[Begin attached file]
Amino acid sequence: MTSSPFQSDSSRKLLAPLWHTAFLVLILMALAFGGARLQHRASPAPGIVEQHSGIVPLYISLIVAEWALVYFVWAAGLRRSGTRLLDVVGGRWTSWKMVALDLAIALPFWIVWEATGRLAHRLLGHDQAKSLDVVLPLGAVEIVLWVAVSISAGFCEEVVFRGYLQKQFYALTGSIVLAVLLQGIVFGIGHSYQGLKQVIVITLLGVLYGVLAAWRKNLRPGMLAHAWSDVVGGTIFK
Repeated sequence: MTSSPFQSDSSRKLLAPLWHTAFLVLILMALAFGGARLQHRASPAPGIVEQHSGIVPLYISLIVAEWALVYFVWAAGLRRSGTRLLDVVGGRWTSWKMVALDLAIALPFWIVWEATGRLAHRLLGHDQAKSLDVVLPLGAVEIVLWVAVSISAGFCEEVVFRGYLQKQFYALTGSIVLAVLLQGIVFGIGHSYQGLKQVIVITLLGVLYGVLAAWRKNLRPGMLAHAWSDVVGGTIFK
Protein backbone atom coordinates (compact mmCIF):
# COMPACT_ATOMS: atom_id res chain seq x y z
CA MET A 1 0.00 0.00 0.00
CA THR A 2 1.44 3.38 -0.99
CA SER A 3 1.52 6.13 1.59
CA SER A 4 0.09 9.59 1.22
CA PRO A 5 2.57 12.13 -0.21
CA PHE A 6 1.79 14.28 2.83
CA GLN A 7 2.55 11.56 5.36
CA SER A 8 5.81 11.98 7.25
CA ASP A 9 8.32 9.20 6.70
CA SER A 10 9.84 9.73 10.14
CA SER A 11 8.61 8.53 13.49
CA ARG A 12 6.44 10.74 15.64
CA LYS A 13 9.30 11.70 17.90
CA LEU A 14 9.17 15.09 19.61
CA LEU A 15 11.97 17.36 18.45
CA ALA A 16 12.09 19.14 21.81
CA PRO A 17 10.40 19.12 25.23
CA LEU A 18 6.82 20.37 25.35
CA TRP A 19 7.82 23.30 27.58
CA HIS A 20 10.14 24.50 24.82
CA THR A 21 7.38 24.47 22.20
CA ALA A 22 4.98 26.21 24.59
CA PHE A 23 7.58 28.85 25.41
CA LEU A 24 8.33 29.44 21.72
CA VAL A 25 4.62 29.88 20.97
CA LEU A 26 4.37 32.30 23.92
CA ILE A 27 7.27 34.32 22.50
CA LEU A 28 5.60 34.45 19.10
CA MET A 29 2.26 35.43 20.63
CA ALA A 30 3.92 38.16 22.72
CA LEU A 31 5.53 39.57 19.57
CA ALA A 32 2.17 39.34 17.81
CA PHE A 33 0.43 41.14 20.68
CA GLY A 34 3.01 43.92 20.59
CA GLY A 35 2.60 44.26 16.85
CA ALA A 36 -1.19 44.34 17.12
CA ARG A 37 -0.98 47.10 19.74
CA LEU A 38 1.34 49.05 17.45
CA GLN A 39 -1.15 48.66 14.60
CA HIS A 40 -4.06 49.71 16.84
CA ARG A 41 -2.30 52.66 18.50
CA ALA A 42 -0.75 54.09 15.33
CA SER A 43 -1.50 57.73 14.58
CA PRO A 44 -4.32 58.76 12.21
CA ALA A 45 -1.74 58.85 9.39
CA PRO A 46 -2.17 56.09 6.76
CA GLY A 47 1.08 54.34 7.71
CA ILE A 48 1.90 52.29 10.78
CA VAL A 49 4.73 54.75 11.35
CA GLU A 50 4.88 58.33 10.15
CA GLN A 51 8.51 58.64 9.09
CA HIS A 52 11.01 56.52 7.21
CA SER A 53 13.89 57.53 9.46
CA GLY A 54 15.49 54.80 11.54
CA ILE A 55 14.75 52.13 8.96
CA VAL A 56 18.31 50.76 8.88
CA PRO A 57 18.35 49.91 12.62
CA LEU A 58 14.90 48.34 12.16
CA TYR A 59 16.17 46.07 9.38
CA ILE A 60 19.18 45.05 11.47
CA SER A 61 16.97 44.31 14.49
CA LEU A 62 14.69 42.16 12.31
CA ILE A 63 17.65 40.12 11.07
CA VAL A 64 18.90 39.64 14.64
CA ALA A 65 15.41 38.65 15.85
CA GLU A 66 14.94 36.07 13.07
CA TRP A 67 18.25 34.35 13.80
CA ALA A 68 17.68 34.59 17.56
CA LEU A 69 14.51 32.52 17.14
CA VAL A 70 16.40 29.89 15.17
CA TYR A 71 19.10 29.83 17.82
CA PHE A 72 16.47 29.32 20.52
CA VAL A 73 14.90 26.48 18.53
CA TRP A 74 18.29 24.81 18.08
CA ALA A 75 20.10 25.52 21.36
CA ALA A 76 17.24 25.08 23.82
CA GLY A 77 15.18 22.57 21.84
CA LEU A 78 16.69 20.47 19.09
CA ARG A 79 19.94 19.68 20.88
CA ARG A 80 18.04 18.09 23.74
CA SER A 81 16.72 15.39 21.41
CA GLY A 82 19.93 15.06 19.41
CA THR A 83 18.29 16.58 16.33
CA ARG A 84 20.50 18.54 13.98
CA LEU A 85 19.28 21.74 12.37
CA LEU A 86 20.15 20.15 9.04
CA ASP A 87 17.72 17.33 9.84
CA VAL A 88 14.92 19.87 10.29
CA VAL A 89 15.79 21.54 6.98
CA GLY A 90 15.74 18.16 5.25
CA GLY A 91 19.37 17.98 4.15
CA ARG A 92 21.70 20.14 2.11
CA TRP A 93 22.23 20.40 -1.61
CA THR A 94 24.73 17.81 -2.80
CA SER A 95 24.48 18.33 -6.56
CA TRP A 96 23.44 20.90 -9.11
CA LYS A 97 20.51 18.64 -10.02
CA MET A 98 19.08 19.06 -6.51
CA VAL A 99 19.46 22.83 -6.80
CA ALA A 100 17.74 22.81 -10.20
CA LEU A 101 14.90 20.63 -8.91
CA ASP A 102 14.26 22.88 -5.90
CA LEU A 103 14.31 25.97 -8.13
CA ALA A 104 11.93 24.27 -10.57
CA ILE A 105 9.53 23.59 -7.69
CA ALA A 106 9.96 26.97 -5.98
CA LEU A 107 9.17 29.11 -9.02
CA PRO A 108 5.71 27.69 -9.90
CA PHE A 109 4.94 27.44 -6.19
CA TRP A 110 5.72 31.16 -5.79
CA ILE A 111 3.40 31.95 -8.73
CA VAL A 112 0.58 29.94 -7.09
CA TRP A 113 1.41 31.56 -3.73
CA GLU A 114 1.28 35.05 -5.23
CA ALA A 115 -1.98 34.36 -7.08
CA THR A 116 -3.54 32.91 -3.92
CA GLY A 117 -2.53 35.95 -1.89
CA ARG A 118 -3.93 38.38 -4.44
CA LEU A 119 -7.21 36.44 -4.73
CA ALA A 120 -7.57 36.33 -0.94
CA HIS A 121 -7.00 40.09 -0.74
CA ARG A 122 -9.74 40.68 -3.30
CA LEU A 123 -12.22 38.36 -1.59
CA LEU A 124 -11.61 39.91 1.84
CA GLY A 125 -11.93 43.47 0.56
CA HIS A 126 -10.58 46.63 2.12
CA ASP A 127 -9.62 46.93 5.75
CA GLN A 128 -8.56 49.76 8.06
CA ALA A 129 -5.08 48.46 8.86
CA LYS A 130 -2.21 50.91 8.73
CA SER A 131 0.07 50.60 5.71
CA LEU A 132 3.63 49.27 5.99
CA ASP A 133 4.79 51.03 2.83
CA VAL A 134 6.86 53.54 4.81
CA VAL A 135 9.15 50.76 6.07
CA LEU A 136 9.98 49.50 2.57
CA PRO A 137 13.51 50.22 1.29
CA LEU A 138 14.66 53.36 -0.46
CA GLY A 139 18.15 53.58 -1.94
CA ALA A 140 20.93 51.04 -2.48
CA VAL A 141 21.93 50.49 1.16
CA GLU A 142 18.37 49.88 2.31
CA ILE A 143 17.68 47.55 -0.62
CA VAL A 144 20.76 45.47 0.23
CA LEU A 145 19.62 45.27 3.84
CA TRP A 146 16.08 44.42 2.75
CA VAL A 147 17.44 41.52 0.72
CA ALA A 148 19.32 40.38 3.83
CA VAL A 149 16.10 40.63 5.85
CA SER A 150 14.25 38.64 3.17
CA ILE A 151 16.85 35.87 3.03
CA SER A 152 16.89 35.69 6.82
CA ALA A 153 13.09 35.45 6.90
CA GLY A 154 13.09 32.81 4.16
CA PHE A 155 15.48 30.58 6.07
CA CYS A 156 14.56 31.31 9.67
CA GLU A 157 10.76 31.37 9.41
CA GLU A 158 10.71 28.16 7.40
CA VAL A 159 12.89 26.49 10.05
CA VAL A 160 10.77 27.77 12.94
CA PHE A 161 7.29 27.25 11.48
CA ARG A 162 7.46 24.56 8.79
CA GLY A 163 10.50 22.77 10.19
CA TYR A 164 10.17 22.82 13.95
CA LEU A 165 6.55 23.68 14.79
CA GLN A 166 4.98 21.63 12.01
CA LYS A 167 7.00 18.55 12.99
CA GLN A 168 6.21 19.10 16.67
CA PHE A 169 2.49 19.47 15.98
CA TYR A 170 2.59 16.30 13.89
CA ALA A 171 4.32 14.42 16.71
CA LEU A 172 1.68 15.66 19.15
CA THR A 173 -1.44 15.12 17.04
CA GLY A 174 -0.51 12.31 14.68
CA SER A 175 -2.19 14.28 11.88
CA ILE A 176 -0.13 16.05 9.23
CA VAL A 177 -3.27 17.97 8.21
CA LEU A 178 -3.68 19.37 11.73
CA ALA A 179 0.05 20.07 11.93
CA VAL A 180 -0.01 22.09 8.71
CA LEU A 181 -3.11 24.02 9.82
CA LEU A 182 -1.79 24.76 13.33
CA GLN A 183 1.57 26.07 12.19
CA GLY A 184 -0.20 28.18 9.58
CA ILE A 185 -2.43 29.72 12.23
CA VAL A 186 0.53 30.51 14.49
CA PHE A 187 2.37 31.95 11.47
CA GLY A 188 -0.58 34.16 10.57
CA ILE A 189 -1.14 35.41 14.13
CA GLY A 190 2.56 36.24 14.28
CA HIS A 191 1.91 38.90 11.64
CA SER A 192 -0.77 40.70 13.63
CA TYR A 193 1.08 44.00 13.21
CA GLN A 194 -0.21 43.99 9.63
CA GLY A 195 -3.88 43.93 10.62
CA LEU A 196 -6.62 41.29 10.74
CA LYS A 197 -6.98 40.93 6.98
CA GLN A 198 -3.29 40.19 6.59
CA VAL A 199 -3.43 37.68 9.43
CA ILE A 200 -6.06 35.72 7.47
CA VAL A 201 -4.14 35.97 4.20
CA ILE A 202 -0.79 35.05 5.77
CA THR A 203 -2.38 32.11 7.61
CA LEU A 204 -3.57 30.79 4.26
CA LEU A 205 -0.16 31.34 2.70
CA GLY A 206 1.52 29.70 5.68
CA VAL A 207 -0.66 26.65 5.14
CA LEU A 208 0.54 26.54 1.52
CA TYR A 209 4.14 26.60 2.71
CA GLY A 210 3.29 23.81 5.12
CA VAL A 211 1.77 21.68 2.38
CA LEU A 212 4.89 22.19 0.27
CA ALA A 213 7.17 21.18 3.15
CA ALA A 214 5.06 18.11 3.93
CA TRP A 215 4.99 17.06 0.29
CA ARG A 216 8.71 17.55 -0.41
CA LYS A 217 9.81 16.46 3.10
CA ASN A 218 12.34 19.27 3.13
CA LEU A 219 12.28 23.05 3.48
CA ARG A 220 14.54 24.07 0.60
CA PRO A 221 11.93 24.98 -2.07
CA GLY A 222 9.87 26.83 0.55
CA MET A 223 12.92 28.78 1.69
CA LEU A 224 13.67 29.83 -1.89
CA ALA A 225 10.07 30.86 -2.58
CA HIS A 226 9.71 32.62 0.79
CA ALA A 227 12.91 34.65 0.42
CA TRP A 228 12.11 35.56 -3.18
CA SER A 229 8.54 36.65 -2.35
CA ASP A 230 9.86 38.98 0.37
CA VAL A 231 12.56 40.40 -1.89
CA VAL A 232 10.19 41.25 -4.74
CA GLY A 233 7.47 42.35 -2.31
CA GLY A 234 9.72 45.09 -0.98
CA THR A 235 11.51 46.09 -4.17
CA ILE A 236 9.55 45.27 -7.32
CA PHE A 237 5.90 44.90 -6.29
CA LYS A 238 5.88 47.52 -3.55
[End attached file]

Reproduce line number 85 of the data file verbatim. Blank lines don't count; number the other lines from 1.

CA SER A 81 16.72 15.39 21.41